South Korea and Japan announced the deal on December 28, 2015, under which they agreed to "finally and irreversibly" resolve the comfort women issue, while Tokyo apologized for its colonial-era atrocities and agreed to contribute 1 billion yen (US$8.9 million) to a foundation dedicated to supporting the victims.
"It can not be denied that the 2015 deal was an official agreement reached between the governments of each country, and our government will not demand renegotiation", Kang said at a press conference, as quoted by the Yonhap News Agency.
"President Moon Jae-in's apology for the secret deal by the dogmatic former Park Geun-hye administration and the foreign ministry's prompt measures are only for the victims and our citizens", Back Hye-ryun, the party's spokeswoman, said in a written press briefing. "It's an global and universal principle that such an accord should be implemented responsibly even after a change of government".
But some of the victims have called for South Korea to return the money to Japan, prompting Seoul's announcement that it will contribute the same amount of money and discuss with Tokyo what to do with the Japanese contribution already made.
But, this deal came under heavy criticism right from when it was signed two years ago, with some saying the specifics of the bilateral agreement stood flawed.More news: "Political pressure" reportedly kills Huawei/AT&T smartphone deal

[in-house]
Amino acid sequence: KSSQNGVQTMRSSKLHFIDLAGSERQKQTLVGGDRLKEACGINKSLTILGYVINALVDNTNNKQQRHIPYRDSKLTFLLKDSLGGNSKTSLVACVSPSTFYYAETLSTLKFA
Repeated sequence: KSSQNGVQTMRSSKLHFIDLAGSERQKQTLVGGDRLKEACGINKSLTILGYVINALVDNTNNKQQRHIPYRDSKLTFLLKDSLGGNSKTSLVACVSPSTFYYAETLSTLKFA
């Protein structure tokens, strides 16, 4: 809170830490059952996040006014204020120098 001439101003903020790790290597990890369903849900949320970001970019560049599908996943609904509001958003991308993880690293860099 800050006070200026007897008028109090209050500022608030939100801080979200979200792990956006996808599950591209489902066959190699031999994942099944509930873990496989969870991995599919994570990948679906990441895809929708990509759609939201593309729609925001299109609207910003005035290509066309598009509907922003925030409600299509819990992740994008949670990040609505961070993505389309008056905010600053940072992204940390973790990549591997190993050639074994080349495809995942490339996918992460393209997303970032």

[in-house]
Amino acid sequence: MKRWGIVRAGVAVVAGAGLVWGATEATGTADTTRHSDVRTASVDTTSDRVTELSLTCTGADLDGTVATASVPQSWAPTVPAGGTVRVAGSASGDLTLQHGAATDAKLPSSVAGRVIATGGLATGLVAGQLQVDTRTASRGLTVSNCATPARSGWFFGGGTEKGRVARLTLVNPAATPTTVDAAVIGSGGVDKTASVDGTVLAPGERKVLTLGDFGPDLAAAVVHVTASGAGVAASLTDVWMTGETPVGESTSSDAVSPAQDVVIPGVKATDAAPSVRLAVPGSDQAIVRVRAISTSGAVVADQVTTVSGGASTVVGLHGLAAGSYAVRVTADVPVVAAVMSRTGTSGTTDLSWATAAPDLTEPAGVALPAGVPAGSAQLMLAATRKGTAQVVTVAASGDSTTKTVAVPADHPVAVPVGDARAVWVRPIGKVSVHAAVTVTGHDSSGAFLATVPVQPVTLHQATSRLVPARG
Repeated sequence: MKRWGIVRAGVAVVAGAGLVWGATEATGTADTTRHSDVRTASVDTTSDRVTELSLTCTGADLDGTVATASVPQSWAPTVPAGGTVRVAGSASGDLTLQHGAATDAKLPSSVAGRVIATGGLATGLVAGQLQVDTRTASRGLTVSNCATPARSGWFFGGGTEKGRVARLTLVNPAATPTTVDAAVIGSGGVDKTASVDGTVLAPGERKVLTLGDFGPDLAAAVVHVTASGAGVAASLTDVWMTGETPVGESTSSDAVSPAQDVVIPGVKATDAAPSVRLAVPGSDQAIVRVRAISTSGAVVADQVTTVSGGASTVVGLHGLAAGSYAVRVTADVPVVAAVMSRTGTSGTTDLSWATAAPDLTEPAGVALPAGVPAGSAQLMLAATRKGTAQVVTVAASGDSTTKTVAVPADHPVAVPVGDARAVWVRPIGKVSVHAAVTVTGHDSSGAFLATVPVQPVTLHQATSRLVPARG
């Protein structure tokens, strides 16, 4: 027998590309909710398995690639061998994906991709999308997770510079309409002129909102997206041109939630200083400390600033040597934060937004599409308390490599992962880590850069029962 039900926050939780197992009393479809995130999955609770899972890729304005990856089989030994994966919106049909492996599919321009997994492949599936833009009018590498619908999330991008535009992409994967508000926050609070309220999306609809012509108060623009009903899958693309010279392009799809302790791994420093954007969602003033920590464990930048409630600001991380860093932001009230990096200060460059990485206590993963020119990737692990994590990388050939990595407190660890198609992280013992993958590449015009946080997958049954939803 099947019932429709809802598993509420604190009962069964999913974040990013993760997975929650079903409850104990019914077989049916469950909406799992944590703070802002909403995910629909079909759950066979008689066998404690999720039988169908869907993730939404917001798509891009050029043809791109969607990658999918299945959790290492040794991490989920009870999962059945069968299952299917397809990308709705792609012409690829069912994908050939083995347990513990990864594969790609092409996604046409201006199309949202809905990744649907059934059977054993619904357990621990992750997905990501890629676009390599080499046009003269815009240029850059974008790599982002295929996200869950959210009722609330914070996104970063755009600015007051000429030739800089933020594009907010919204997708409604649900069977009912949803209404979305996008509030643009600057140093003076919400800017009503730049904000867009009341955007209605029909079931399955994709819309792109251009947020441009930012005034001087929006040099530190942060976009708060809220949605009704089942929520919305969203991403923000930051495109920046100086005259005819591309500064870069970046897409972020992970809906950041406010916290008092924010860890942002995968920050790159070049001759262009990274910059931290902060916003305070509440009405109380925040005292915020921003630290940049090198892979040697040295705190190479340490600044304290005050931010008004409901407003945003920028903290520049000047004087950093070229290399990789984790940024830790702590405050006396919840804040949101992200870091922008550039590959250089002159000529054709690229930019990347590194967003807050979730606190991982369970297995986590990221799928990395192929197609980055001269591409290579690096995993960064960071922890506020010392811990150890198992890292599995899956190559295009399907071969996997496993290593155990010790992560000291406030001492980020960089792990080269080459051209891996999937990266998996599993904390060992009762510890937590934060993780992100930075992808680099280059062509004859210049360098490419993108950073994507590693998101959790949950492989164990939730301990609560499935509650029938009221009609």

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In 2015, when there were 47, 36 accepted the settlement, a the official said. Some in South Korea have suggested putting it in a trust if Japan does not come to the table. "The ministry will urge Japan to take responsible measures toward this wrongful agreement based on the seriousness of the issue and universal principles of humanitarianism".
9 it will not seek renegotiation of the 2015 landmark agreement on the issue of former "comfort women", but expressed hope that Tokyo will make efforts to help restore the dignity of victims. Some call for renegotiating or even scrapping the deal.
A South Korean investigation appointed by the government concluded last month the dispute over the women could not be "fundamentally resolved" because the victims' demand for legal compensation had not been met.
The comfort women issue has been a regular cause for contention between Japan and neighbours China and North and South Korea since the war.
Chief Cabinet Secretary Yoshihide Suga also said several times on January 4 that the agreement "will not move an inch", and deplored South Korea for "moving the goal post every time". Abe is leaning toward declining an invitation to next month's Winter Olympics in South Korea, despite the potential for top-level talks between the countries.